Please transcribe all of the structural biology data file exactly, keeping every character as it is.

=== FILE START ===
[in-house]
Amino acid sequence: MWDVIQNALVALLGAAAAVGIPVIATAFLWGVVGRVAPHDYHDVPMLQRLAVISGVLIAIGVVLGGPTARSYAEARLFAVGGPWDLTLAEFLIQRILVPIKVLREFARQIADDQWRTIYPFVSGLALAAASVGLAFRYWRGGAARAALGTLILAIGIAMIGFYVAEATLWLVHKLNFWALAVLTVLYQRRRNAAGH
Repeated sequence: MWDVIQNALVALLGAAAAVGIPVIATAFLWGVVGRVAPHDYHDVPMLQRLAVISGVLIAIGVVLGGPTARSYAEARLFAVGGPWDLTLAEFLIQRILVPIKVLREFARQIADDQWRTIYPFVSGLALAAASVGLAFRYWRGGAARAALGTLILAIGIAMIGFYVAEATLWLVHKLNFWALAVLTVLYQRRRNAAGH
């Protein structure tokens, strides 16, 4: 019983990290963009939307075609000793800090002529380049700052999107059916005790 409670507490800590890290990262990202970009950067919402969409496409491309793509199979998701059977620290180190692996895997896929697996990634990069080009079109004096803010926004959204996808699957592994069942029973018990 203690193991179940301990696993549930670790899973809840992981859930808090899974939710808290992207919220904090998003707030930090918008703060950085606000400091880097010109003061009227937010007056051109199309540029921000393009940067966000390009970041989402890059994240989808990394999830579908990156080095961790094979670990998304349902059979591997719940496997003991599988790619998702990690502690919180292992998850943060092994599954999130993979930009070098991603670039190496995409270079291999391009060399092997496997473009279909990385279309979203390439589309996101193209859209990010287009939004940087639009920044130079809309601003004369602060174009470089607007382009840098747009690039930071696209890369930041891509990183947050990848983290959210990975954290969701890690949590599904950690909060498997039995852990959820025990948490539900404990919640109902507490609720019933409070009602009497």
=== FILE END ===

[in-house]
Amino acid sequence: MWDVIQNALVALLGAAAAVGIPVIATAFLWGVVGRVAPHDYHDVPMLQRLAVISGVLIAIGVVLGGPTARSYAEARLFAVGGPWDLTLAEFLIQRILVPIKVLREFARQIADDQWRTIYPFVSGLALAAASVGLAFRYWRGGAARAALGTLILAIGIAMIGFYVAEATLWLVHKLNFWALAVLTVLYQRRRNAAGH
Repeated sequence: MWDVIQNALVALLGAAAAVGIPVIATAFLWGVVGRVAPHDYHDVPMLQRLAVISGVLIAIGVVLGGPTARSYAEARLFAVGGPWDLTLAEFLIQRILVPIKVLREFARQIADDQWRTIYPFVSGLALAAASVGLAFRYWRGGAARAALGTLILAIGIAMIGFYVAEATLWLVHKLNFWALAVLTVLYQRRRNAAGH
């Protein structure tokens, strides 16, 4: 019983990290963009939307075609000793800090002529380049700052999107059916005790 409670507490800590890290990262990202970009950067919402969409496409491309793509199979998701059977620290180190692996895997896929697996990634990069080009079109004096803010926004959204996808699957592994069942029973018990 203690193991179940301990696993549930670790899973809840992981859930808090899974939710808290992207919220904090998003707030930090918008703060950085606000400091880097010109003061009227937010007056051109199309540029921000393009940067966000390009970041989402890059994240989808990394999830579908990156080095961790094979670990998304349902059979591997719940496997003991599988790619998702990690502690919180292992998850943060092994599954999130993979930009070098991603670039190496995409270079291999391009060399092997496997473009279909990385279309979203390439589309996101193209859209990010287009939004940087639009920044130079809309601003004369602060174009470089607007382009840098747009690039930071696209890369930041891509990183947050990848983290959210990975954290969701890690949590599904950690909060498997039995852990959820025990948490539900404990919640109902507490609720019933409070009602009497």